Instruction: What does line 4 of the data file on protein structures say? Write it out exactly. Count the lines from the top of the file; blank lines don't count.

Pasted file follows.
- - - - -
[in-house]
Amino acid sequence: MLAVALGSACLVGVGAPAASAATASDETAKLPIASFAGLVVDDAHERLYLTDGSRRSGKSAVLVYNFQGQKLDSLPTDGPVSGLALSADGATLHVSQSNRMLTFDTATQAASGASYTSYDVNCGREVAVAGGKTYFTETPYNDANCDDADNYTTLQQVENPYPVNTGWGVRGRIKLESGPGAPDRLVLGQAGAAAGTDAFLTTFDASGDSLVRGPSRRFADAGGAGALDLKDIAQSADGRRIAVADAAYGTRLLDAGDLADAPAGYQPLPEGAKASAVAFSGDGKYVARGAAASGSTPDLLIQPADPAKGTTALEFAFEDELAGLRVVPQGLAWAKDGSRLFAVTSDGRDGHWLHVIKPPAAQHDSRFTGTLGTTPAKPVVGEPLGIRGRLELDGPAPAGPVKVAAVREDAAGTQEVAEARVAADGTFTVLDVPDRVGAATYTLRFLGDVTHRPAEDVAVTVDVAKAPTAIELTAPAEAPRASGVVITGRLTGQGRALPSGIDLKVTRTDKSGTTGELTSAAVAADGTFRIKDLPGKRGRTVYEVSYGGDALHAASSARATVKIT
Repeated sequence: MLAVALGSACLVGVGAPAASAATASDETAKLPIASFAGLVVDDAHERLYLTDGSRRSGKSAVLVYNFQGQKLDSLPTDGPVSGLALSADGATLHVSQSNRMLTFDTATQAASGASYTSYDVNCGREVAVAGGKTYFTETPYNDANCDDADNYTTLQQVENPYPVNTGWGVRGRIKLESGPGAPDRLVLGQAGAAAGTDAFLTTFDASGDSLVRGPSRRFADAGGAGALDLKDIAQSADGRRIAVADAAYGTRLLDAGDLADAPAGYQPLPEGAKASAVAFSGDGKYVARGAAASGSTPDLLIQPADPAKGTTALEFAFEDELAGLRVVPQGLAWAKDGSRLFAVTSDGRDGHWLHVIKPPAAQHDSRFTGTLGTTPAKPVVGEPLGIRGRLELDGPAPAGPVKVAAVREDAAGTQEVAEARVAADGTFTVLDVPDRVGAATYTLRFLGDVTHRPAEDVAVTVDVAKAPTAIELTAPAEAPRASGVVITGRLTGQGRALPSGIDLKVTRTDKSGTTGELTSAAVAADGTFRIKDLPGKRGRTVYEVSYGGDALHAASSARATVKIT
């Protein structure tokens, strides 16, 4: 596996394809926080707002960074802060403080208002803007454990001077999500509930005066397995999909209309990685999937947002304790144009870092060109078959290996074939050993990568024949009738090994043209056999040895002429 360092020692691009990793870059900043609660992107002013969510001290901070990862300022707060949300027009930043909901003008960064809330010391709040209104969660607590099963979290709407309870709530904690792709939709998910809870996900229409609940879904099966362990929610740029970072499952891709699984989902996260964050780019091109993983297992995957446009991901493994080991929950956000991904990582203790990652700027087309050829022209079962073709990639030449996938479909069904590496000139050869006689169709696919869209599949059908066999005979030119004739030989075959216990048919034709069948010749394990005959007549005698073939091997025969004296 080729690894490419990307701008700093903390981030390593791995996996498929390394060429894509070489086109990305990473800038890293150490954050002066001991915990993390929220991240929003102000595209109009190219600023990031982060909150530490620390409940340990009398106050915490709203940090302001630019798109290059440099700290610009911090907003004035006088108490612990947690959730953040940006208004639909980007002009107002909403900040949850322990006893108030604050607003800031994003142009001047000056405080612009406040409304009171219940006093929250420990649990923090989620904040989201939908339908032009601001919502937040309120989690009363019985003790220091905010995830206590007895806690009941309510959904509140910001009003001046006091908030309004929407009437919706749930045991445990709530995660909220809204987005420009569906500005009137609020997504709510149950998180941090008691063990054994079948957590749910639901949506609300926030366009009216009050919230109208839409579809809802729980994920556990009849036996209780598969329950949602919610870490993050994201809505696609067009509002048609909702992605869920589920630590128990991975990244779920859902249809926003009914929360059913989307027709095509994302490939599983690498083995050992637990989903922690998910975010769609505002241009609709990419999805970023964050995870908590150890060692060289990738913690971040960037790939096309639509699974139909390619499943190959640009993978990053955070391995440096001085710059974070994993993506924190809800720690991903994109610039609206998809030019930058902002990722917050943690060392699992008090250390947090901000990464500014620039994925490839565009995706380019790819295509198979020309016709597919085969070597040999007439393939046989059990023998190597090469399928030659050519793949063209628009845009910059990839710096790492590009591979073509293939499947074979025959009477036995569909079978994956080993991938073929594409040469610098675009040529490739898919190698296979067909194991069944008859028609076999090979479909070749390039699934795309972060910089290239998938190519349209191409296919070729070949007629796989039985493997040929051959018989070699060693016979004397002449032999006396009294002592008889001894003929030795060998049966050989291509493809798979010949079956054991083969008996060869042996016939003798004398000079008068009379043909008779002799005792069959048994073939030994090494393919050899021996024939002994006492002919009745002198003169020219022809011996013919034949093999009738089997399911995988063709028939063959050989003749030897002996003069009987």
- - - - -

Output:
């Protein structure tokens, strides 16, 4: 596996394809926080707002960074802060403080208002803007454990001077999500509930005066397995999909209309990685999937947002304790144009870092060109078959290996074939050993990568024949009738090994043209056999040895002429 360092020692691009990793870059900043609660992107002013969510001290901070990862300022707060949300027009930043909901003008960064809330010391709040209104969660607590099963979290709407309870709530904690792709939709998910809870996900229409609940879904099966362990929610740029970072499952891709699984989902996260964050780019091109993983297992995957446009991901493994080991929950956000991904990582203790990652700027087309050829022209079962073709990639030449996938479909069904590496000139050869006689169709696919869209599949059908066999005979030119004739030989075959216990048919034709069948010749394990005959007549005698073939091997025969004296 080729690894490419990307701008700093903390981030390593791995996996498929390394060429894509070489086109990305990473800038890293150490954050002066001991915990993390929220991240929003102000595209109009190219600023990031982060909150530490620390409940340990009398106050915490709203940090302001630019798109290059440099700290610009911090907003004035006088108490612990947690959730953040940006208004639909980007002009107002909403900040949850322990006893108030604050607003800031994003142009001047000056405080612009406040409304009171219940006093929250420990649990923090989620904040989201939908339908032009601001919502937040309120989690009363019985003790220091905010995830206590007895806690009941309510959904509140910001009003001046006091908030309004929407009437919706749930045991445990709530995660909220809204987005420009569906500005009137609020997504709510149950998180941090008691063990054994079948957590749910639901949506609300926030366009009216009050919230109208839409579809809802729980994920556990009849036996209780598969329950949602919610870490993050994201809505696609067009509002048609909702992605869920589920630590128990991975990244779920859902249809926003009914929360059913989307027709095509994302490939599983690498083995050992637990989903922690998910975010769609505002241009609709990419999805970023964050995870908590150890060692060289990738913690971040960037790939096309639509699974139909390619499943190959640009993978990053955070391995440096001085710059974070994993993506924190809800720690991903994109610039609206998809030019930058902002990722917050943690060392699992008090250390947090901000990464500014620039994925490839565009995706380019790819295509198979020309016709597919085969070597040999007439393939046989059990023998190597090469399928030659050519793949063209628009845009910059990839710096790492590009591979073509293939499947074979025959009477036995569909079978994956080993991938073929594409040469610098675009040529490739898919190698296979067909194991069944008859028609076999090979479909070749390039699934795309972060910089290239998938190519349209191409296919070729070949007629796989039985493997040929051959018989070699060693016979004397002449032999006396009294002592008889001894003929030795060998049966050989291509493809798979010949079956054991083969008996060869042996016939003798004398000079008068009379043909008779002799005792069959048994073939030994090494393919050899021996024939002994006492002919009745002198003169020219022809011996013919034949093999009738089997399911995988063709028939063959050989003749030897002996003069009987």